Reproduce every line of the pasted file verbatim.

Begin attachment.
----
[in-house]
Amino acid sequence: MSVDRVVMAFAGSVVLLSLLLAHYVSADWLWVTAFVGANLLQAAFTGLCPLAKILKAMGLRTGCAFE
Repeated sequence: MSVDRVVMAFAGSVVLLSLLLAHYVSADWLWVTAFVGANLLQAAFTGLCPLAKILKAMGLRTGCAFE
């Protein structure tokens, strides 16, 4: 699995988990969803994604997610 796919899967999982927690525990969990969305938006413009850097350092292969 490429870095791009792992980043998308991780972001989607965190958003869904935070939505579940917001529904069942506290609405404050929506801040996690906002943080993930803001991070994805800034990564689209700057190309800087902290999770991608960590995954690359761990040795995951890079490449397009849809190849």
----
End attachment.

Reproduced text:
[in-house]
Amino acid sequence: MSVDRVVMAFAGSVVLLSLLLAHYVSADWLWVTAFVGANLLQAAFTGLCPLAKILKAMGLRTGCAFE
Repeated sequence: MSVDRVVMAFAGSVVLLSLLLAHYVSADWLWVTAFVGANLLQAAFTGLCPLAKILKAMGLRTGCAFE
């Protein structure tokens, strides 16, 4: 699995988990969803994604997610 796919899967999982927690525990969990969305938006413009850097350092292969 490429870095791009792992980043998308991780972001989607965190958003869904935070939505579940917001529904069942506290609405404050929506801040996690906002943080993930803001991070994805800034990564689209700057190309800087902290999770991608960590995954690359761990040795995951890079490449397009849809190849």